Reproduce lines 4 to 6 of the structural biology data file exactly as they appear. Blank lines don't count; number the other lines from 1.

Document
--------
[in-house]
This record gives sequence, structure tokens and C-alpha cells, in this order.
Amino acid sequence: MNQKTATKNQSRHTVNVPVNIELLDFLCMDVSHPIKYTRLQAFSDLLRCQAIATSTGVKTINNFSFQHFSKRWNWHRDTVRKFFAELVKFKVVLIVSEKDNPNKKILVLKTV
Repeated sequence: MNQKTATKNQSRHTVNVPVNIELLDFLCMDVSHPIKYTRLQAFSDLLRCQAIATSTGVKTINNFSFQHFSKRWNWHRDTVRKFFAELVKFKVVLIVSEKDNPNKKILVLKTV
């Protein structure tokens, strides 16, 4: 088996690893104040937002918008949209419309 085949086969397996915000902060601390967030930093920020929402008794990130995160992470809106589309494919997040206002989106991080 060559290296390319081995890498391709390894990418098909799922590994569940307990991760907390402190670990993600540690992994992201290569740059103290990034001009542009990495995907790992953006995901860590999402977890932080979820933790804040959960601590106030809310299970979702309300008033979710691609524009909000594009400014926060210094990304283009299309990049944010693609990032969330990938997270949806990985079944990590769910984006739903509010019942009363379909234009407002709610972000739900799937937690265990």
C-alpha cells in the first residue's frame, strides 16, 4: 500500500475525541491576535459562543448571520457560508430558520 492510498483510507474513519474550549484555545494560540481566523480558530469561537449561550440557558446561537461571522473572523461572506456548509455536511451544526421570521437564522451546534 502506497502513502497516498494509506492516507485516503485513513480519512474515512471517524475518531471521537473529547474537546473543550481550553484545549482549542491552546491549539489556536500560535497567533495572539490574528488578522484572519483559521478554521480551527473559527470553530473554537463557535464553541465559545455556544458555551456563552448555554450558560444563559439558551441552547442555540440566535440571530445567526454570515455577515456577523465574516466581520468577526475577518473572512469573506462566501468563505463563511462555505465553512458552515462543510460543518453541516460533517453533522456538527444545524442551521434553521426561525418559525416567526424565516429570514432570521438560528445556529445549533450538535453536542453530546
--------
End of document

Repeated sequence: MNQKTATKNQSRHTVNVPVNIELLDFLCMDVSHPIKYTRLQAFSDLLRCQAIATSTGVKTINNFSFQHFSKRWNWHRDTVRKFFAELVKFKVVLIVSEKDNPNKKILVLKTV
């Protein structure tokens, strides 16, 4: 088996690893104040937002918008949209419309 085949086969397996915000902060601390967030930093920020929402008794990130995160992470809106589309494919997040206002989106991080 060559290296390319081995890498391709390894990418098909799922590994569940307990991760907390402190670990993600540690992994992201290569740059103290990034001009542009990495995907790992953006995901860590999402977890932080979820933790804040959960601590106030809310299970979702309300008033979710691609524009909000594009400014926060210094990304283009299309990049944010693609990032969330990938997270949806990985079944990590769910984006739903509010019942009363379909234009407002709610972000739900799937937690265990």
C-alpha cells in the first residue's frame, strides 16, 4: 500500500475525541491576535459562543448571520457560508430558520 492510498483510507474513519474550549484555545494560540481566523480558530469561537449561550440557558446561537461571522473572523461572506456548509455536511451544526421570521437564522451546534 502506497502513502497516498494509506492516507485516503485513513480519512474515512471517524475518531471521537473529547474537546473543550481550553484545549482549542491552546491549539489556536500560535497567533495572539490574528488578522484572519483559521478554521480551527473559527470553530473554537463557535464553541465559545455556544458555551456563552448555554450558560444563559439558551441552547442555540440566535440571530445567526454570515455577515456577523465574516466581520468577526475577518473572512469573506462566501468563505463563511462555505465553512458552515462543510460543518453541516460533517453533522456538527444545524442551521434553521426561525418559525416567526424565516429570514432570521438560528445556529445549533450538535453536542453530546